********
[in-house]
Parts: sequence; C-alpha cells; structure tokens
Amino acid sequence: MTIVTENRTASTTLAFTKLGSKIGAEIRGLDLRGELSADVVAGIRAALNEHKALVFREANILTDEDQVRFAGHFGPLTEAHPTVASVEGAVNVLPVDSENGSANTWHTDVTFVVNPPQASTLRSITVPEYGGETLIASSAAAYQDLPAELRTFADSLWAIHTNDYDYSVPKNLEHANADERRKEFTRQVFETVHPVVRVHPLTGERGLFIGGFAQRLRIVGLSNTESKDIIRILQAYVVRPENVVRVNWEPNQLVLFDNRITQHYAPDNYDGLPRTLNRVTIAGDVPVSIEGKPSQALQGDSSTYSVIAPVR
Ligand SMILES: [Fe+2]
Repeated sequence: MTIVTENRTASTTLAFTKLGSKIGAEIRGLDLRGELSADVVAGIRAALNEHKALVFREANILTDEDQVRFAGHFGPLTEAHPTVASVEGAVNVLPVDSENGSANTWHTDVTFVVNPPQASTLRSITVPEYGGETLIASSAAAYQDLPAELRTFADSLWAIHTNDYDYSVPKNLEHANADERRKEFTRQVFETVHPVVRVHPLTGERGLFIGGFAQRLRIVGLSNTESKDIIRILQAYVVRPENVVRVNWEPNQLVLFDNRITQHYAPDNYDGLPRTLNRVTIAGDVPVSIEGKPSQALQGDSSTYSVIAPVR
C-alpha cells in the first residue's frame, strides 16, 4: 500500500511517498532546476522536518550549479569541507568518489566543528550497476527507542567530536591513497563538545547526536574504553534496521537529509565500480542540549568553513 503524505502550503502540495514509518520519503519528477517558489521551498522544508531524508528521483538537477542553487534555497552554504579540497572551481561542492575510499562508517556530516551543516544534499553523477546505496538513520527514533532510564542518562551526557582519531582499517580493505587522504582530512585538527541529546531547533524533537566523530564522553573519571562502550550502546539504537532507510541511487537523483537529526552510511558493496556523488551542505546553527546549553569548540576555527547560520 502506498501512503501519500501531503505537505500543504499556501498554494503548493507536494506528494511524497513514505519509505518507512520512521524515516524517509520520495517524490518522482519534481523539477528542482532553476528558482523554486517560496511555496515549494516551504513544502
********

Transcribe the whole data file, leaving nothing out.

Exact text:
[in-house]
Parts: sequence; C-alpha cells; structure tokens
Amino acid sequence: MTIVTENRTASTTLAFTKLGSKIGAEIRGLDLRGELSADVVAGIRAALNEHKALVFREANILTDEDQVRFAGHFGPLTEAHPTVASVEGAVNVLPVDSENGSANTWHTDVTFVVNPPQASTLRSITVPEYGGETLIASSAAAYQDLPAELRTFADSLWAIHTNDYDYSVPKNLEHANADERRKEFTRQVFETVHPVVRVHPLTGERGLFIGGFAQRLRIVGLSNTESKDIIRILQAYVVRPENVVRVNWEPNQLVLFDNRITQHYAPDNYDGLPRTLNRVTIAGDVPVSIEGKPSQALQGDSSTYSVIAPVR
Ligand SMILES: [Fe+2]
Repeated sequence: MTIVTENRTASTTLAFTKLGSKIGAEIRGLDLRGELSADVVAGIRAALNEHKALVFREANILTDEDQVRFAGHFGPLTEAHPTVASVEGAVNVLPVDSENGSANTWHTDVTFVVNPPQASTLRSITVPEYGGETLIASSAAAYQDLPAELRTFADSLWAIHTNDYDYSVPKNLEHANADERRKEFTRQVFETVHPVVRVHPLTGERGLFIGGFAQRLRIVGLSNTESKDIIRILQAYVVRPENVVRVNWEPNQLVLFDNRITQHYAPDNYDGLPRTLNRVTIAGDVPVSIEGKPSQALQGDSSTYSVIAPVR
C-alpha cells in the first residue's frame, strides 16, 4: 500500500511517498532546476522536518550549479569541507568518489566543528550497476527507542567530536591513497563538545547526536574504553534496521537529509565500480542540549568553513 503524505502550503502540495514509518520519503519528477517558489521551498522544508531524508528521483538537477542553487534555497552554504579540497572551481561542492575510499562508517556530516551543516544534499553523477546505496538513520527514533532510564542518562551526557582519531582499517580493505587522504582530512585538527541529546531547533524533537566523530564522553573519571562502550550502546539504537532507510541511487537523483537529526552510511558493496556523488551542505546553527546549553569548540576555527547560520 502506498501512503501519500501531503505537505500543504499556501498554494503548493507536494506528494511524497513514505519509505518507512520512521524515516524517509520520495517524490518522482519534481523539477528542482532553476528558482523554486517560496511555496515549494516551504513544502